On the Outside Looking In
I hold the paint brush in my hand and with a flick of my wrist fling the paint on to whatever type of canvas each student in my class was given. I dip my brush in the cup of water beside me, ridding the brush of the previous color as best I can, carefully select another color, and repeat the process, trying my best to imitate the works of one of the most revered and hated painters of the 20th century, Jackson Pollock.
It is in this moment that I understand just how much art means to me. I am not gifted with a brain that can easily understand and compute mathematical equations or completely grasp the complexities of any hard sciences. So, to finally love something and not care if I am any good at it is a revelation. I am simply having fun.
As I got older, I always gravitated toward any form of artistic expression, whether that be music, video games, etc. Of course, this is not unique. Who doesn’t like music? And you’d be hard pressed to find someone my age (I was born in 1991) who, growing up, didn’t enjoy some form of video gaming. But, even with these similar interests, I still often felt that I was on the outside looking in. Art, then, provided a much needed outlet for escape, as it was through its many forms that I learned that I was not alone.
In high school, I fell in love with the band Jefferson Airplane, primarily because I loved Grace Slick’s pure and effortless voice. Needless to say, no one my age cared about this old and outdated hippie band from the 60s, or female artists for that matter, either. And when it came to video games, I was more intrigued by the female characters, rather than the male protagonists that one controls, such as Princess Zelda and Princess Peach, which, again, was not something I openly pronounced.
Even with all my means of escape, however, I still often felt alone. The high school I attended was at least a 30 minute drive from house, and that was if I was lucky enough not to encounter any traffic, which is nearly impossible no matter what time of day it is in Los Angeles. So it was difficult to have friends over, and the friends I did have from junior high slowly faded away, too, save for a few neighbors. As my high school career was approaching its end, though, I finally did discover where I belong.
This discovery came in the form of film. This isn’t to say that I didn’t enjoy films up to this point in my life, but I had no real knowledge on the subject, and at the time I probably would have said something like The Dark Knight was the best film ever (I still think it’s a great film, however). Even more embarrassing, when Spider-Man 3 was released in 2007, I legitimately thought it was a great film, though I suppose it’s managed to have some staying power because of the unintentional hilarity of several scenes.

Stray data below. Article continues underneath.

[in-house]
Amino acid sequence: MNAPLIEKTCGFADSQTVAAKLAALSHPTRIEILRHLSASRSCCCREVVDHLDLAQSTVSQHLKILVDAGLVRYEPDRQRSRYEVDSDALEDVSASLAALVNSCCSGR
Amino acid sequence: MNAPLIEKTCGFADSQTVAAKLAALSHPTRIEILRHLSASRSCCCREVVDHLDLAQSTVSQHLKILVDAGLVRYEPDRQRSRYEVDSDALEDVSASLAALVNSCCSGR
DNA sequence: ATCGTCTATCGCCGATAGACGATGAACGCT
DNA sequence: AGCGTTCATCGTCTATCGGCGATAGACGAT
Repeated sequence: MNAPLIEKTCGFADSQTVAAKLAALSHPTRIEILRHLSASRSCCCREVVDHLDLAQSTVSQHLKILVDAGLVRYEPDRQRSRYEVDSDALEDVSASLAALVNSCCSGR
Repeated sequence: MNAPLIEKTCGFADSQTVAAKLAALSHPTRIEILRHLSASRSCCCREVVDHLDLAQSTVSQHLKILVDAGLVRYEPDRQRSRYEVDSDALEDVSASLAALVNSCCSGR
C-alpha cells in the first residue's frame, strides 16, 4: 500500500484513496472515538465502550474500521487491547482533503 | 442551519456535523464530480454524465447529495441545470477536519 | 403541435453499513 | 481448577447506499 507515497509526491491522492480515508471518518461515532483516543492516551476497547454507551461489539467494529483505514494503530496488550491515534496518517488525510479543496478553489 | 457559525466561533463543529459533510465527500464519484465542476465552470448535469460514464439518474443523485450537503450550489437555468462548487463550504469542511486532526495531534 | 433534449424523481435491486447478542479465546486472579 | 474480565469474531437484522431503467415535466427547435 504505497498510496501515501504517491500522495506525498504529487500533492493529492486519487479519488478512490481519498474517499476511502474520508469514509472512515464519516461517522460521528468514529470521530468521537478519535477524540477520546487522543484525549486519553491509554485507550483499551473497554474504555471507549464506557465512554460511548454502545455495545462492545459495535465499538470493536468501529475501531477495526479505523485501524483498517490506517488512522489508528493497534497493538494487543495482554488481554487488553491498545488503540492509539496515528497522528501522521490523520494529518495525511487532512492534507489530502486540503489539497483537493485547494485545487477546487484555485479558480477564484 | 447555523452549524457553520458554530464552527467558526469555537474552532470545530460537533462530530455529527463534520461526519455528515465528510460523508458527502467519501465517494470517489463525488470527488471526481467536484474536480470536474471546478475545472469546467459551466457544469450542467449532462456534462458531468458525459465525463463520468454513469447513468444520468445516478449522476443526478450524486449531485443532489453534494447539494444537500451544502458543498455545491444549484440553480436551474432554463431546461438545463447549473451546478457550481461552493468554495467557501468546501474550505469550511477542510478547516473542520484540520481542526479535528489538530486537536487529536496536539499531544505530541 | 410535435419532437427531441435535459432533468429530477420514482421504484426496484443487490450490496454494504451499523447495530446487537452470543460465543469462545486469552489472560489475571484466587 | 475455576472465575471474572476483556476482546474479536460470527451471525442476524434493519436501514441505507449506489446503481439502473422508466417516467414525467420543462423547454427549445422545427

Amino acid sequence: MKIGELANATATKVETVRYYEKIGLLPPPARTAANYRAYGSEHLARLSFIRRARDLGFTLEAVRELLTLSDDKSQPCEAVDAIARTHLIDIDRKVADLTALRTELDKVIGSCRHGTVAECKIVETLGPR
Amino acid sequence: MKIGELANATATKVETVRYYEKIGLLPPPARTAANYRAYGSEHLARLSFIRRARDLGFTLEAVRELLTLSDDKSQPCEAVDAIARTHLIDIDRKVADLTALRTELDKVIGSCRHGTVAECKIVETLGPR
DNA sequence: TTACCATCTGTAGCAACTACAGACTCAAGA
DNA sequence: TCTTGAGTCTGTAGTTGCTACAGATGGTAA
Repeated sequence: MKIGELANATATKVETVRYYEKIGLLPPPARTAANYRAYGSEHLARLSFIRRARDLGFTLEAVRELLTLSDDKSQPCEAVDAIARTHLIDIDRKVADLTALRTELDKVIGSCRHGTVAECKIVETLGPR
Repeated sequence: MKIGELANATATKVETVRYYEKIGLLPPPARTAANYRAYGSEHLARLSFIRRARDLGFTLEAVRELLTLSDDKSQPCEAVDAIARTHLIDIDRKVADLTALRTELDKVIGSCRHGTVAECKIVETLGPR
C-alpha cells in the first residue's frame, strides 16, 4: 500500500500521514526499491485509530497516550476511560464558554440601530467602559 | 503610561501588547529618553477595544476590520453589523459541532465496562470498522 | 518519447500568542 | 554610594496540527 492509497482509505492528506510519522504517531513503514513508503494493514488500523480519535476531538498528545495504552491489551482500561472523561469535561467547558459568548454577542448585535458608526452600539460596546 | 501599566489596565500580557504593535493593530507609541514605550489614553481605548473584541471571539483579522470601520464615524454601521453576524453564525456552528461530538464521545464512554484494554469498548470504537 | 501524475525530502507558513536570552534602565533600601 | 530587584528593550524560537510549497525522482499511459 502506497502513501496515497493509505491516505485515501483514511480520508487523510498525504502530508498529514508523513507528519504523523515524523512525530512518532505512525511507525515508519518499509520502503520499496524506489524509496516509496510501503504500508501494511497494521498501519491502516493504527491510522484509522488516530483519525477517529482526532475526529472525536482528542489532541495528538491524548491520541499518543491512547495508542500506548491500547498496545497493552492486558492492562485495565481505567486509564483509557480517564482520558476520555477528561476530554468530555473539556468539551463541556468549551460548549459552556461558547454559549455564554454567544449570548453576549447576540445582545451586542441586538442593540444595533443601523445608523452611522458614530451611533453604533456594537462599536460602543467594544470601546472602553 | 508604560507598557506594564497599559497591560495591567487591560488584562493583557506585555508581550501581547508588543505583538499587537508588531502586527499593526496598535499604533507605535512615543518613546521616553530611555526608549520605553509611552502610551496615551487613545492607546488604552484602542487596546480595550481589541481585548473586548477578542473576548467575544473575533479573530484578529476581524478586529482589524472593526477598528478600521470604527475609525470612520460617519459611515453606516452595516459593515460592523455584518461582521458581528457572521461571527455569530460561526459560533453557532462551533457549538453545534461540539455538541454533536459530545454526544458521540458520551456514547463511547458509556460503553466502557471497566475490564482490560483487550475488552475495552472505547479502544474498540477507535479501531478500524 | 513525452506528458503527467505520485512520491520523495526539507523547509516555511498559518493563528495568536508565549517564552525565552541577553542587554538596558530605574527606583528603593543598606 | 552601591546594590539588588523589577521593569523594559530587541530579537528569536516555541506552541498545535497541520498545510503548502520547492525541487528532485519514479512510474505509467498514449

Film became important to me because it was the first medium of art that truly and authentically depicted the perspectives of people who were outsiders as I saw it. No film spoke to me more than Ghost World, and to this day it still holds the title of my favorite film of all-time.
Ghost World follows Enid the summer after she graduates high school. During this time, she has no concrete plans, though she is supposed to move in to an apartment with her best friend Rebecca, and she must retake an art class that she failed to officially graduate from high school as well. At the time, Enid was the most relatable character in film that I had ever encountered.
Like myself, she had no idea what to do with herself post-high school. Though I ended up moving away and attending school at a community college, whereas Enid stayed and lived with her father, I felt that we were one and the same. Beneath her cynical and sarcastic exterior was a lost soul who was scared and vulnerable because she was smart enough to know that society could not care less about her, and as an outsider she had no place to go.
Though Enid has a best friend in Rebecca, it’s obvious that the two aren’t really compatible in the long run and their friendship slowly deteriorates. After meeting a man named Seymour, Rebecca makes it clear that she doesn’t really like Enid’s friendship with him and states that he is a loser. Enid shoots back, “But those are our people.” It is lines like that that really hit close to home because it explicitly stated what I often felt. I always knew and understood that I belonged with the outsiders, but society often crushes us and pressures us to conform.
Even before watching Enid’s immediate post-high life school, I knew that I didn’t want to conform. This isn’t to say that I wouldn’t make compromises, but I never wanted to be someone who changed what I believed in to my core for friendships, relationships, or money. And, most of all, I envied Enid’s escape at film’s conclusion, and too often dreamed of leaving everything behind and simply moving where no one knew who I was.
Film, more than any other artistic medium, still means the most to me, though there are times when I may spend more time reading, playing video games, or listening to music, as it is an artistic form of expression most capable of highlighting other styles of life, which is essential for building empathy and understanding others, something our current society sorely lacks.
Film opened up a new world for me, as cliché as that sounds. It showed me that I was not alone, however much I wanted to believe that that was true. Yes, I still often spend a lot of my own time by myself, and I do not have the most colorful or eventful social life. What I do possess, though, is the attitude that no matter where I am headed, I can do my best to connect with others, to see them as actual human beings, and understand that we’re all stuck on this planet together, so we should do the most to value one another and do are best to make each other feel not so alone.